Ukraine war : Putin is being led astray by fearful counsel

The White House claims that Russian President Vladimir Putin is being mislead by advisers who are afraid to inform him how awful the battle in Ukraine war is going.


Meanwhile, British intelligence claims that Russian forces in Ukraine are demoralized, lack equipment, and refuse to obey orders.


According to the White House, Mr. Putin is apparently not being informed on the entire impact of sanctions on the Russian economy.


The US has a “complete comprehension” of the situation, according to the Kremlin.


“They simply don’t understand what’s going on in the Kremlin, they don’t understand President Putin, they don’t understand how decisions are made, and they don’t understand the style of our work,” Dmitry Peskov, Mr Putin’s main spokesperson, told media.


He went on to say that this was concerning because “such complete misunderstanding leads to poor actions with negative repercussions.”


White House spokeswoman Kate Bedingfield previously stated that the US received information that Mr Putin “felt misled by the Russian military,” resulting in “chronic animosity between Putin and his military leadership.”


“Putin’s conflict has been a geopolitical error that has left Russia weaker and more isolated on the world stage in the long run,” she said.


The findings are “disconcerting,” according to Pentagon spokesperson John Kirby, because an uneducated Putin might result in a “less than faithful” endeavor to resolve the conflict through peace talks.


“The other issue is that you never know how a leader like that will react to negative news,” he added.


Ukrainian forces have begun attempting to recover certain territories from Russia, which announced on Tuesday that operations near Kyiv and Chernihiv will be scaled back.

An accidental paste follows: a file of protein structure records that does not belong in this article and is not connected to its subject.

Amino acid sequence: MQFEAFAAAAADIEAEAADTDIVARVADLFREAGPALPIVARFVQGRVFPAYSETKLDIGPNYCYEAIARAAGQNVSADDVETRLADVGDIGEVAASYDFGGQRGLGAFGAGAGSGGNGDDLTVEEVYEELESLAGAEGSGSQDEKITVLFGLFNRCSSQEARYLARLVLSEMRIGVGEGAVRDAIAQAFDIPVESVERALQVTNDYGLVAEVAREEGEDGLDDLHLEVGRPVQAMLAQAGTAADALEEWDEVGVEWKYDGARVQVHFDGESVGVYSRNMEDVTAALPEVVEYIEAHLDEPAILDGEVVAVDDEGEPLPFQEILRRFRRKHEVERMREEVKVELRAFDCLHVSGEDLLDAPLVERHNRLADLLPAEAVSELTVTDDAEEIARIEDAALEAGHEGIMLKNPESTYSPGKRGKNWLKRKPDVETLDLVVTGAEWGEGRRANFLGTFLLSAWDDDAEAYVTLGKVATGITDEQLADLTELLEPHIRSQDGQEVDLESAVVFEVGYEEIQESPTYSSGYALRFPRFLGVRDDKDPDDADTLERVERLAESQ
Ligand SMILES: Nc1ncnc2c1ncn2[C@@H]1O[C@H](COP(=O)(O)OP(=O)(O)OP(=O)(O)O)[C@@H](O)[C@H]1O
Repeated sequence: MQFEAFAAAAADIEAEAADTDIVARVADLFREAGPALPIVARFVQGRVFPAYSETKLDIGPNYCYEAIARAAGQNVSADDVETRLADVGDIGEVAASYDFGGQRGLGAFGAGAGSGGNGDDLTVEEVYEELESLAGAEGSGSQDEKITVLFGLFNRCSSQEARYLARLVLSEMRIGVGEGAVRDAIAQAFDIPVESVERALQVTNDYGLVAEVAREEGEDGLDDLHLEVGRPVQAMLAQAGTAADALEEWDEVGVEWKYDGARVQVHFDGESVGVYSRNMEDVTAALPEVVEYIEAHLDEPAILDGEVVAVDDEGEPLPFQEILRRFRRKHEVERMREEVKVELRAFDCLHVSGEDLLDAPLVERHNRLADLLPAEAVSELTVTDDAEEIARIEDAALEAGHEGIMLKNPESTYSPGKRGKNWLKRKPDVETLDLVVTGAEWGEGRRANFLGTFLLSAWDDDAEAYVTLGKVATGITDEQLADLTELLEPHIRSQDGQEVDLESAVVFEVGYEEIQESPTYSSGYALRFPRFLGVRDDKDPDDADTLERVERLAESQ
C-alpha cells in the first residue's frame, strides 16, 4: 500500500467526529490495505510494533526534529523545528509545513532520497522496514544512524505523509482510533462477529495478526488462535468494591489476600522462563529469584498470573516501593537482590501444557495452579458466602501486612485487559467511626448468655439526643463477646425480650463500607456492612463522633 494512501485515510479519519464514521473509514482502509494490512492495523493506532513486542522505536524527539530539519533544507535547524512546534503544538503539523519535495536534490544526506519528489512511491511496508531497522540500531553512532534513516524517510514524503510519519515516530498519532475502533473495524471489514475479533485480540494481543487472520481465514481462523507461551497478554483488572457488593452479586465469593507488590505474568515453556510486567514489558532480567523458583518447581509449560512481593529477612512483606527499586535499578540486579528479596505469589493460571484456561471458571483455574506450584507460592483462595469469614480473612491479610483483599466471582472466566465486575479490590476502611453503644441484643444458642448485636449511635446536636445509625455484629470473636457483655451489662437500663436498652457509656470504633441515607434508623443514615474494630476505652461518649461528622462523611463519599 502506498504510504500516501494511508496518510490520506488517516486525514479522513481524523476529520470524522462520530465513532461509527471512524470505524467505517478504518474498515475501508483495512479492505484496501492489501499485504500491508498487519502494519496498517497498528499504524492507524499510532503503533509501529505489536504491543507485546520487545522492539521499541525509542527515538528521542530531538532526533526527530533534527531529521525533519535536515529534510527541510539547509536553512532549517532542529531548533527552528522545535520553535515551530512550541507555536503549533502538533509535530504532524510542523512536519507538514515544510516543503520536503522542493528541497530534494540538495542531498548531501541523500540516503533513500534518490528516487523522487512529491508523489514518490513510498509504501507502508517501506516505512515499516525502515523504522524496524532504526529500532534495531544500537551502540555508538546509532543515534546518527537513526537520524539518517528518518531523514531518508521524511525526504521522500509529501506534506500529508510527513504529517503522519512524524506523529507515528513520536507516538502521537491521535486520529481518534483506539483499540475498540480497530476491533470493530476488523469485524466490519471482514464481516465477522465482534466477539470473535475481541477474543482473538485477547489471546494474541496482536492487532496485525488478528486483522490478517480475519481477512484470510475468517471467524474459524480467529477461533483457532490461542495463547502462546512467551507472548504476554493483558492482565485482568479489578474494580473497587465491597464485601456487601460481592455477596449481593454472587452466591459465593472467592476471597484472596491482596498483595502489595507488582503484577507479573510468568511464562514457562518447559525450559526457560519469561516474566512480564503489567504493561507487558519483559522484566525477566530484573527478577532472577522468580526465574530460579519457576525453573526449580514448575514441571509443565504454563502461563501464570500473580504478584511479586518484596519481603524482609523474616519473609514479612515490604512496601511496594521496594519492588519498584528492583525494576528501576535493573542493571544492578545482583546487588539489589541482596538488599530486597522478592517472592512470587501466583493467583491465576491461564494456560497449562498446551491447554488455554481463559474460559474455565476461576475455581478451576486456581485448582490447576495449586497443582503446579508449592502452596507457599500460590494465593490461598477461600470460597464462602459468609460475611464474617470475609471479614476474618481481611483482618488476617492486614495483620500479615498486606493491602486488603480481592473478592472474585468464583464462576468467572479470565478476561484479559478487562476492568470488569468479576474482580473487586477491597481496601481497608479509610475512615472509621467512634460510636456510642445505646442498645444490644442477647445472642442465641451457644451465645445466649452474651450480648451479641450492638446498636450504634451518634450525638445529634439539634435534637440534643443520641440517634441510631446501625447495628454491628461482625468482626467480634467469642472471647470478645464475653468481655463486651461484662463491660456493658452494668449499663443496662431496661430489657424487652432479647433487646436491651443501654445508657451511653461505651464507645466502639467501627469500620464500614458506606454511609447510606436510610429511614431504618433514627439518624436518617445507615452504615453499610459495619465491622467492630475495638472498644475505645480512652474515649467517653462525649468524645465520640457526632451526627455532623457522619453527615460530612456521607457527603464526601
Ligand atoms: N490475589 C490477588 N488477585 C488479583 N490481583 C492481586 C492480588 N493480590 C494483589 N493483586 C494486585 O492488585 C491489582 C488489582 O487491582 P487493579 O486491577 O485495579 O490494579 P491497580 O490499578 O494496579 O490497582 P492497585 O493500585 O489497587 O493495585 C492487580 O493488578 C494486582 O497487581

The move added to signals that Russia had “massively misunderstood the position” and had been forced to “seriously rethink,” according to Jeremy Fleming, the head of the UK’s cyber-intelligence organization GCHQ.


“We’ve seen Russian soldiers, low on weaponry and morale, refuse to carry out instructions, sabotage their own equipment, and even inadvertently shoot down their own planes,” Mr Fleming said at the Australian National University in Canberra.


“What’s going on and the scope of these misjudgments must be crystal evident to the regime, even if Putin’s aides are unwilling to tell him the truth.”


On the ground, US and Ukrainian officials say Russia is continuing to relocate soldiers away from Kyiv, most likely as part of a strategy to focused on the east.


According to Ukrainian negotiator David Arakhamia, peace talks between Russia and Ukraine will resume on April.


Mr Arakhamia claimed in an online post published by Reuters that Ukraine requested that the leaders of the two nations meet, but Russia declined, citing the need for more work on a draft treaty.


Following a similarly pessimistic assessment from Russia, Mr Zelensky described the negotiations as “just words, no specifics yet.”


On Tuesday, delegates from Moscow and Kyiv met in Istanbul for three hours of talks. Ukraine stated that it has offered to become a neutral state in exchange for security assurances.



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